Pictograms used in way finding | Braille & Symbol Signs - Jan 2011 | Sign Update Feature
 

Pictograms used in way finding

Icons used alongside text mean this sign can be understood by more people. Signage by Vista System International. A sign with a laser cut-out pictogram built in at the top.
Pictogram, as defined by Webster Dictionary, is a "figure which describes a situation or prescribes specific behavior and which is used on a signboard or illuminated surface".

Pictograms and icons are a keystone of nonverbal communication. The earliest examples of pictographs include ancient or prehistoric drawings or paintings found on rock walls. Early written symbols were based on pictures which resembled what they signified (i.e. pictographs) as well as symbols which represented ideas (i.e. ideograms).

Pictograms remain in common use today, as a means of conveying information (concept, object, activity, place or event). Because of their graphical nature and fairly realistic style, they are widely used to indicate public areas such as information stands, toilets, security check post, and many other places.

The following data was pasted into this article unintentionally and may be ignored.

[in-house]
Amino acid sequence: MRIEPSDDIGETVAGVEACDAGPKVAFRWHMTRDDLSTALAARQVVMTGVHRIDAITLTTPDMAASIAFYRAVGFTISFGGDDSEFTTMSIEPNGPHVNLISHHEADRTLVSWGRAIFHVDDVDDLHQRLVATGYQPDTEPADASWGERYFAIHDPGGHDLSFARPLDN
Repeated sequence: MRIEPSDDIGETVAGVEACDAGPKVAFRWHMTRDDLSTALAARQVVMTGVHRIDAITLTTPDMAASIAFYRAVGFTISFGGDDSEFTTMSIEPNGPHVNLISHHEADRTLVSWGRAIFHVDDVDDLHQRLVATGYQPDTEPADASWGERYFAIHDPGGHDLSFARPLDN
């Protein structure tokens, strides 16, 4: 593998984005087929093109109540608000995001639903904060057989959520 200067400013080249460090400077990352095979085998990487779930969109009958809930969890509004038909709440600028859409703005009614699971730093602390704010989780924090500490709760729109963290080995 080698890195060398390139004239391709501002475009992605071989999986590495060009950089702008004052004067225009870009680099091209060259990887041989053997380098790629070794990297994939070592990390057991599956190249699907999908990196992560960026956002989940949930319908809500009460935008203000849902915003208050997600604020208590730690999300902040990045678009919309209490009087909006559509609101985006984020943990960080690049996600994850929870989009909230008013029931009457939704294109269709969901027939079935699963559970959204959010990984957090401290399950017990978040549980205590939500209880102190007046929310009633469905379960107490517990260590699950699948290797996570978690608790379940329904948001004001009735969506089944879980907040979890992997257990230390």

Simply stated, Pictographs often transcend any one single language in that they can communicate to speakers of most (if not all) languages effectively. Accordingly, one can see pictograms widely used in direction of road traffic as well as pedestrians.

Several different pictogram regulations and programs exist worldwide (EC sign regulations, UK sign regulations, Disability Discrimination Act, American with Disabilities ACT, American Professional Association for Design, DOT Program, etc.); however, in an effort to create a unified language, a standard set of pictograms was defined in the international standard ISO 7001 (Public Information Symbols), reflecting the increasing needs and desires of humankind to communicate with one another without barriers.

Pictograms are most commonly used within the sign frame as part of the displayed message. However, unique solutions, such as laser cut-out pictograms offered by Vista System, are available and offer added value to the basic design.

* Danny Schneider is director of business development for Vista System International, which offers way finding sign systems.

For more information, visit www.vistasystem.com

A simple and effective laser cut-out pictogram.
Design by Hinchliffeart.co.uk